Financial crisis and income-related inequalities in the universal provision of a public service: the case of healthcare in Spain

Authors: Marc Saez, Guillem López-Casasnovas and

International Journal for Equity in Health, Vol. 16, No 134, 1-14, July, 2017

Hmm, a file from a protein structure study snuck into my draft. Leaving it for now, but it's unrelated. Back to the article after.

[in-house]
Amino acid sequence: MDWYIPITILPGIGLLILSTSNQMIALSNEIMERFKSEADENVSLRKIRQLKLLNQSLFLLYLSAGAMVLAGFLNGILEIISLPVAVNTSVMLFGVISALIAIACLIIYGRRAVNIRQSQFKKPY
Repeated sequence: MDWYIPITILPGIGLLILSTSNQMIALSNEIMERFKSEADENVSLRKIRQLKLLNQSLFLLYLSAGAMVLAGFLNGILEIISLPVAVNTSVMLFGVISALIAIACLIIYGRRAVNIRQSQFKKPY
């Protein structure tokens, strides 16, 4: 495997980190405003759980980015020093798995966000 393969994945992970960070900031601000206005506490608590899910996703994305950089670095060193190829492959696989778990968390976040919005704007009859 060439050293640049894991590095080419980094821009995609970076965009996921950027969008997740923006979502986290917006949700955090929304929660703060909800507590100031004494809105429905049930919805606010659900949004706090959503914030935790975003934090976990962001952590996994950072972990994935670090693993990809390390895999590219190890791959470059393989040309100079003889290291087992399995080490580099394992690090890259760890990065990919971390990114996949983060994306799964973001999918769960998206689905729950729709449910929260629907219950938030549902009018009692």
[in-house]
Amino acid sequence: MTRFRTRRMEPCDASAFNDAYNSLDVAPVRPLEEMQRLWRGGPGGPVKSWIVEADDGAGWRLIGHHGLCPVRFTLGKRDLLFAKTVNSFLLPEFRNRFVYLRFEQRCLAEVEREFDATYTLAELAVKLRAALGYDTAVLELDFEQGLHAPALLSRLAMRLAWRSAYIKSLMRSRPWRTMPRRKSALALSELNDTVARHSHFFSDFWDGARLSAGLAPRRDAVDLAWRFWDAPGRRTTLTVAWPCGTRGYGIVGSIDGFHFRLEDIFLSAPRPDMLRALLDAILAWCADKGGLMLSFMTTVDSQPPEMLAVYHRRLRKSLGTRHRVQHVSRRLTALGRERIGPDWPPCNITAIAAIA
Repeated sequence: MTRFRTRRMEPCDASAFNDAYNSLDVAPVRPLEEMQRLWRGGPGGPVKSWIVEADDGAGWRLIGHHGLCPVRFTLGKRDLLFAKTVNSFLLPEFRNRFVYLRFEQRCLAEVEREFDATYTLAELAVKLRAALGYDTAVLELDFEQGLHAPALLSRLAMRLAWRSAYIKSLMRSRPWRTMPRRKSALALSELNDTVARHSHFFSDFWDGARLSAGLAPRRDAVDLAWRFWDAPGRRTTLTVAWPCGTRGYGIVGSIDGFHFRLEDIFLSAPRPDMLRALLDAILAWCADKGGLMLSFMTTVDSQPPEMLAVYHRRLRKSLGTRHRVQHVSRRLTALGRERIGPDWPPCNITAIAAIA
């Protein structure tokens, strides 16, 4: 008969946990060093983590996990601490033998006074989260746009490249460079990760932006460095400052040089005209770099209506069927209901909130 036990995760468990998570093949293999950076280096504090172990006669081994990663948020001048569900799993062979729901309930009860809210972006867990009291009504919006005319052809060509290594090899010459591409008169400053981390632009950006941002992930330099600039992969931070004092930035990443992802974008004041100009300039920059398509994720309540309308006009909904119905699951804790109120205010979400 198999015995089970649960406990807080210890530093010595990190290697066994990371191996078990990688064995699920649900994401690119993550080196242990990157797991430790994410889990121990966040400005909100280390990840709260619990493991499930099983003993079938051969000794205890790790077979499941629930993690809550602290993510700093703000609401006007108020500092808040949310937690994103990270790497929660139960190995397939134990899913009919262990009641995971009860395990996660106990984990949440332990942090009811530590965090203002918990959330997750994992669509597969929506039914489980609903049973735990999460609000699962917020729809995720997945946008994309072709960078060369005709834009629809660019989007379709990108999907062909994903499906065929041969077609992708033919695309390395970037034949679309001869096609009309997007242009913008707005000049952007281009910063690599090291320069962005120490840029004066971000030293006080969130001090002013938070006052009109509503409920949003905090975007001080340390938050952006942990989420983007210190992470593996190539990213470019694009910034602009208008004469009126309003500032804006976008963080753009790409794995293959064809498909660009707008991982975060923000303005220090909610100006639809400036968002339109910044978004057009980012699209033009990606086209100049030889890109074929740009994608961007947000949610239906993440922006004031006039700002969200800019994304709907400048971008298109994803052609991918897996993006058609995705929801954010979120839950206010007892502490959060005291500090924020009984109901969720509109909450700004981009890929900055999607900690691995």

Background: The objective of this paper is to analyse whether the recent recession has altered health care utilisation patterns of different income groups in Spain. Methods: Based on information concerning individuals ‘income and health care use, along with health need indicators and demographic characteristics (provided by the Spanish National Health Surveys from 2006/07 and 2011/12), econometric models are estimated in two parts (mixed logistic regressions and truncated negative binominal regressions) for each of the public health services studied (family doctor appointments, appointments with specialists, hospitalisations, emergencies and prescription drug use). Results: The results show that the principle of universal access to public health provision does not in fact prevent a financial crisis from affecting certain income groups more than others in their utilisation of public health services. Conclusions: Specifically, in relative terms the recession has been more detrimental to low-income groups in the cases of specialist appointments and hospitalisations, whereas it has worked to their advantage in the cases of emergency services and family doctor appointments. Keywords: Financial crisis, Universality, Health services, Inequality, Access to the health system